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Jerry Sandusky is upset over Penn State sanctions

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Jerry Sandusky is upset over Penn State sanctions

From Comcast SportsNet
HARRISBURG, Pa. (AP) -- Jerry Sandusky is distraught over the NCAA penalties issued to Penn State's football program for the school's handling of his child sexual abuse scandal and maintains his innocence as he awaits sentencing, his defense lawyer said Wednesday. Attorney Joe Amendola told The Associated Press in a phone interview that Sandusky told him that even if people believe he is guilty of the crimes for which he was convicted in June, it would be "ridiculous" to think Penn State administrators engaged in a cover-up. The NCAA imposed a multi-year bowl ban on Penn State, invalidated 112 wins, fined the school 60 million and took away future scholarships. The university leadership said the alternative could have been a complete ban on playing games and has acquiesced to the penalties. Wednesday, the NCAA announced it had picked former U.S. Sen. George Mitchell of Maine to monitor Penn State's compliance with the sanctions. Sandusky was convicted in June of 45 counts of child sexual abuse, including attacks on boys inside athletics facilities at Penn State, where he played college football and became a successful defensive coach under Joe Paterno. "He said, To do what they're doing to Penn State is so unjust,'" Amendola said. "He loves the program and he loves the university." Amendola said Sandusky has asked county jail officials to remove him from what is effectively solitary confinement. "He continues to believe that the truth will come out at some point, and that he'll get another trial or another opportunity to establish his innocence," Amendola said. A spokesman for the attorney general's office declined to comment. Amendola said he expects sentencing will occur in September, although a date has not been set. Sandusky, who did not testify on his own behalf during the trial, has been writing a statement to read to Judge John Cleland at sentencing that will address all 10 sets of charges. "Whether he winds up doing it despite what I tell him, is going to be up to him," Amendola said. "It's his life." He said there may not be anything Sandusky can say to prevent an extended prison sentence, but Sandusky has "a fighting spirit" and is "cautiously optimistic." Michael Boni, lawyer for the young man described in court documents as Victim 1, for which Sandusky was convicted of six counts, said the truth came out during the trial. "We care, everybody should care, about what he presents at the sentencing hearing, because it's in all of our interests that he have as long a sentence as possible, hopefully life without parole," Boni said. Amendola said work had begun on an appeal, which may not be filed until after sentencing. If Sandusky appeals to Cleland, rather than going directly to Superior Court, he would have 10 days to file, and Cleland then would have four months to rule, Amendola said. The NCAA said Mitchell will serve as Penn State's athletics integrity monitor for the coming five years, keeping tabs on the school's compliance with the sanctions and related matters. Mitchell's duties will include making four progress reports each year to the NCAA, Big 10 and the university's trustees. Also Wednesday, Cleland struck from the record a filing made by Sandusky co-counsel Karl Rominger last month that challenged an order by the judge designed to figure out if lawyers were leaking information to the media. Cleland's order on Wednesday, citing rules of legal procedure, gave Rominger three weeks to file a new version. Rominger had argued Cleland's demand for a sworn statement listing all material he obtained from prosecutors and gave to third parties would violate protections for attorney work products. A call seeking comment from Rominger was not immediately returned.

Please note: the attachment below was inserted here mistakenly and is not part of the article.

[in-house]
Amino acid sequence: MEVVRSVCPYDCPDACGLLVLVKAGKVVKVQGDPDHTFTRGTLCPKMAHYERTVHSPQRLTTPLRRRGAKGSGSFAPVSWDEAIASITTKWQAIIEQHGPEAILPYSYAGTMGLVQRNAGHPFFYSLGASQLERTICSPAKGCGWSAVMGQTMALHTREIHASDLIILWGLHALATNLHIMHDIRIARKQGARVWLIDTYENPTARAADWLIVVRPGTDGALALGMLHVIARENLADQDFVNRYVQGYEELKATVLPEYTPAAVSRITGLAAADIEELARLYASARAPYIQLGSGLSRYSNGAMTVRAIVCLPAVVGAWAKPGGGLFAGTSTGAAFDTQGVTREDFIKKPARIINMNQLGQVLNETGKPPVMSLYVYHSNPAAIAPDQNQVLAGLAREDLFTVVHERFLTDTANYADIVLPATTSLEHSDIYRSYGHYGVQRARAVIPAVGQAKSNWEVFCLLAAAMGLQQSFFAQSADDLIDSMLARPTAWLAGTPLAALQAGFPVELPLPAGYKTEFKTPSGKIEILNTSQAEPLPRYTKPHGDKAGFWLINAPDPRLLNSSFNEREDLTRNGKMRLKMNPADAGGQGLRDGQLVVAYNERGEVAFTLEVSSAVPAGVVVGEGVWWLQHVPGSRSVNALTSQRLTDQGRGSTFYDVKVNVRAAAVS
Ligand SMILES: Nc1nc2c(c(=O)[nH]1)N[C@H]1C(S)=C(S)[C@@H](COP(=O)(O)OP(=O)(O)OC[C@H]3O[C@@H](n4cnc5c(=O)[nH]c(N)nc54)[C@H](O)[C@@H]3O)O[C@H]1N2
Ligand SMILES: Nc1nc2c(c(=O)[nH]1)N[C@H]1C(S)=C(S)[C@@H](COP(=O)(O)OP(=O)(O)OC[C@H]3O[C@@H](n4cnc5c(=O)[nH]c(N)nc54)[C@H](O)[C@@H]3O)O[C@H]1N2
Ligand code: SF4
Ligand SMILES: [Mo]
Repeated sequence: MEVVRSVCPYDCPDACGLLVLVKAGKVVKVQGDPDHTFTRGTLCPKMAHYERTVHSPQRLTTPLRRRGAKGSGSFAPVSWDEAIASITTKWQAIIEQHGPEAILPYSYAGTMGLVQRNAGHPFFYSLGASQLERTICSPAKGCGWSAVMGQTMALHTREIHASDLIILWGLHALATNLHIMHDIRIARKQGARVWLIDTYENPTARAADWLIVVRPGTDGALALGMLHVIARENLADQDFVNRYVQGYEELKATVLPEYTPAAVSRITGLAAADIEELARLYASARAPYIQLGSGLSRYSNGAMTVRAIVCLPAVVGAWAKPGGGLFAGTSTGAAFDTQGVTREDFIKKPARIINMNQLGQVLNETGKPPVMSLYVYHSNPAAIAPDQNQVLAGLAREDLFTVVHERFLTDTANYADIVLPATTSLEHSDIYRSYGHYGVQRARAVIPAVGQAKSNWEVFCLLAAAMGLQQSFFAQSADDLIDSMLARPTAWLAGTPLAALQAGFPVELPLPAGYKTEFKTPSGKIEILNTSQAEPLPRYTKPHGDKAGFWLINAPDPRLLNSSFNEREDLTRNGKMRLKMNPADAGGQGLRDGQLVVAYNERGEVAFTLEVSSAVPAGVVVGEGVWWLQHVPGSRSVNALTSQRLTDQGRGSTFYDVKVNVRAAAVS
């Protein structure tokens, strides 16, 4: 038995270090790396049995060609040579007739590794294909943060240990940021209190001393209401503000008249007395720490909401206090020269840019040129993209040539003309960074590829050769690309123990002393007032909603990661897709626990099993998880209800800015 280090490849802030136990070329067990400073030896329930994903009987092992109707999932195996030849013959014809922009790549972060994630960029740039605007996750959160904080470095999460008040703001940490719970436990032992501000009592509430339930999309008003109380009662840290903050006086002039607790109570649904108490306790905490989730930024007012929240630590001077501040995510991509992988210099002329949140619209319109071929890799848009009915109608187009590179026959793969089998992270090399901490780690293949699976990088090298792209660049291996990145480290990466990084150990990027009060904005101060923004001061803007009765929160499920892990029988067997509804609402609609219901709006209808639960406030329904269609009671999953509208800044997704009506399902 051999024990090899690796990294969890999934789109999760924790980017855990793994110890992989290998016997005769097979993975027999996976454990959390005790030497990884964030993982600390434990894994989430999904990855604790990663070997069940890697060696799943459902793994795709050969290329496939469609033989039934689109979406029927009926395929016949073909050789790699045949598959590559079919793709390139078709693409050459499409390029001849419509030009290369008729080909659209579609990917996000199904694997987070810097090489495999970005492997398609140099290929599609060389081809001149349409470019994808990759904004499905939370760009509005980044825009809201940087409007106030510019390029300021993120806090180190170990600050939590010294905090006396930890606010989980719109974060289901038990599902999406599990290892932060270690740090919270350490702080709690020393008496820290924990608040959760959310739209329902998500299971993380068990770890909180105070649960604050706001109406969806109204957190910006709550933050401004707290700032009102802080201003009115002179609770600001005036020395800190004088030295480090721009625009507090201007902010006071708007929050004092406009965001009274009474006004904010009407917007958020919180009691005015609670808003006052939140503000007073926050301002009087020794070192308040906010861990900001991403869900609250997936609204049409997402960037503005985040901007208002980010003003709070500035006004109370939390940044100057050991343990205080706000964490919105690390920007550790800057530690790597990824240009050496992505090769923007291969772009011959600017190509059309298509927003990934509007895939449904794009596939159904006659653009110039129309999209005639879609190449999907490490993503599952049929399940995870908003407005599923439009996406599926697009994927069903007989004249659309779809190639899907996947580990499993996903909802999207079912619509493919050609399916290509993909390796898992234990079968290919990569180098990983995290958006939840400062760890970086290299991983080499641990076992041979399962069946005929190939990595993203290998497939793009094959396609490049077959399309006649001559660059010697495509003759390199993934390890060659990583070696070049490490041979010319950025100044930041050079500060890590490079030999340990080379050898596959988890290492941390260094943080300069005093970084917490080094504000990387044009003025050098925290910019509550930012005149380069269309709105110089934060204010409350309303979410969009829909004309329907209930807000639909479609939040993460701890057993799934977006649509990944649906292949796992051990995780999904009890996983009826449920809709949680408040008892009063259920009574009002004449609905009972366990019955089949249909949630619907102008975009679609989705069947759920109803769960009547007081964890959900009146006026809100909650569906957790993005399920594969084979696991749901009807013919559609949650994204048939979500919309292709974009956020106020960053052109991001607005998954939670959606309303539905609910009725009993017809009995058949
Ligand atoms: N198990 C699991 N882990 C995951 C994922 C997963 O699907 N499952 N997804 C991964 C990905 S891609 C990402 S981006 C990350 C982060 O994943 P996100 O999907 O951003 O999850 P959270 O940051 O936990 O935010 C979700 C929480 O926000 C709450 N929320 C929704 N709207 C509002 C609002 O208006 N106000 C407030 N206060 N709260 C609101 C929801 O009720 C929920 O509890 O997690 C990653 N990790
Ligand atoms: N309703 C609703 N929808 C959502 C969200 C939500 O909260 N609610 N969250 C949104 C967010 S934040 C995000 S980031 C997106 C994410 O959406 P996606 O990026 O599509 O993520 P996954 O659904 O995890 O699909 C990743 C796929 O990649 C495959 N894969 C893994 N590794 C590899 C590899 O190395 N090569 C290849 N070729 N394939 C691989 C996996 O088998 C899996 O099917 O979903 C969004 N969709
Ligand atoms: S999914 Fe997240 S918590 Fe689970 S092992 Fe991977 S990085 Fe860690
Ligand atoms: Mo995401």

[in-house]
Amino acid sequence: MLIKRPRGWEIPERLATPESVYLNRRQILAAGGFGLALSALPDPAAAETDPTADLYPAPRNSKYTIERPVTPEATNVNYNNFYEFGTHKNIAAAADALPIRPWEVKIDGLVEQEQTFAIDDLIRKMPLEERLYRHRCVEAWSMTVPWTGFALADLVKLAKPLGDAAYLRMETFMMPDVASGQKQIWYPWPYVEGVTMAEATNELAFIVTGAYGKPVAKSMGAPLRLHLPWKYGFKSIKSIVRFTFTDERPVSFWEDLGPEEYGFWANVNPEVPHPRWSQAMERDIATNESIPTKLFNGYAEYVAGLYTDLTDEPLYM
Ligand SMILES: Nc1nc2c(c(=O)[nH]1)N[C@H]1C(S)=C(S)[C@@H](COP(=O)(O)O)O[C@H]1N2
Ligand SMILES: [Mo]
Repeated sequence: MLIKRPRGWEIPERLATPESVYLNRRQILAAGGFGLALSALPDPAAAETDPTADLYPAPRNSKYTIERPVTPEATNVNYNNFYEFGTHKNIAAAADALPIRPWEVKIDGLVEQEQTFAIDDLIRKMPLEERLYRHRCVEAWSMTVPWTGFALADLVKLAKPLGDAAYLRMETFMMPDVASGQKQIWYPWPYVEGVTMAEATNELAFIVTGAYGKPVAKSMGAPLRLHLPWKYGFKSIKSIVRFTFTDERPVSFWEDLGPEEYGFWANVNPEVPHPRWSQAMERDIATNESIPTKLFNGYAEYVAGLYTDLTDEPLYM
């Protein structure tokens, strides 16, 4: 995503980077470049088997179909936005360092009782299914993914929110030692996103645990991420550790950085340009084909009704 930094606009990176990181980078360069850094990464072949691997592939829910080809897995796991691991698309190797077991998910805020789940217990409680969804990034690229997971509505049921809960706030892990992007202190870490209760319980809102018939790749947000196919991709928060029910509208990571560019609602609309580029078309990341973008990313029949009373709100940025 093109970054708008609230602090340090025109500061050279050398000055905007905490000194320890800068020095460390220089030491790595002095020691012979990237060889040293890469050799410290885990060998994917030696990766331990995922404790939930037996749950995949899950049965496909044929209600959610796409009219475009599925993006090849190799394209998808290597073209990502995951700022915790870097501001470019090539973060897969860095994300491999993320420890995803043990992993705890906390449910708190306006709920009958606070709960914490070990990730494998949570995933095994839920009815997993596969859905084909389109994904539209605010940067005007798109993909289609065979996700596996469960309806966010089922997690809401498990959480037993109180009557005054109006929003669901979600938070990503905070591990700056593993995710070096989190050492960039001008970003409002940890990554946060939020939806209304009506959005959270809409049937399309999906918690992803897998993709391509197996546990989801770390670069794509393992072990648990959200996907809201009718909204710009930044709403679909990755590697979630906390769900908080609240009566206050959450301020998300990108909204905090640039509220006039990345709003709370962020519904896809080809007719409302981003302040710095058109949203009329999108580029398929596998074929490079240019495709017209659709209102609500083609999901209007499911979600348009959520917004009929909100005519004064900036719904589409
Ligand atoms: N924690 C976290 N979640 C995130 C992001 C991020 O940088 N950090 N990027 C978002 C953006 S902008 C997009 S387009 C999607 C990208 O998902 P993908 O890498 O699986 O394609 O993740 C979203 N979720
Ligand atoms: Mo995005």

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10 Training Camp Questions: How dangerous is the Brandon Scherff contract situation?

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USA Today Sports

10 Training Camp Questions: How dangerous is the Brandon Scherff contract situation?

The Redskins report to training camp on July 24th, and for the next 10 days, JP Finlay will count down the 10 biggest questions the Redskins face going into the 2019 season.

10) Will the Redskins develop depth on the D-line?

9) Can the Redskins count on Montae Nicholson?

8) Want better offense? Get more out of the tight ends 

7) Will Jimmy Moreland actually win the slot CB job from Fabian Moreau?

6) After losing Reuben Foster, how's the Redskins LB situation?

5) Will potential match production for Redskins WRs?

When a team picks in the Top 10 of the NFL Draft, folks around the NFL expect that player to become a Pro Bowler. For Washington, that exact scenario unfolded with right guard Brandon Scherff. 

Mostly.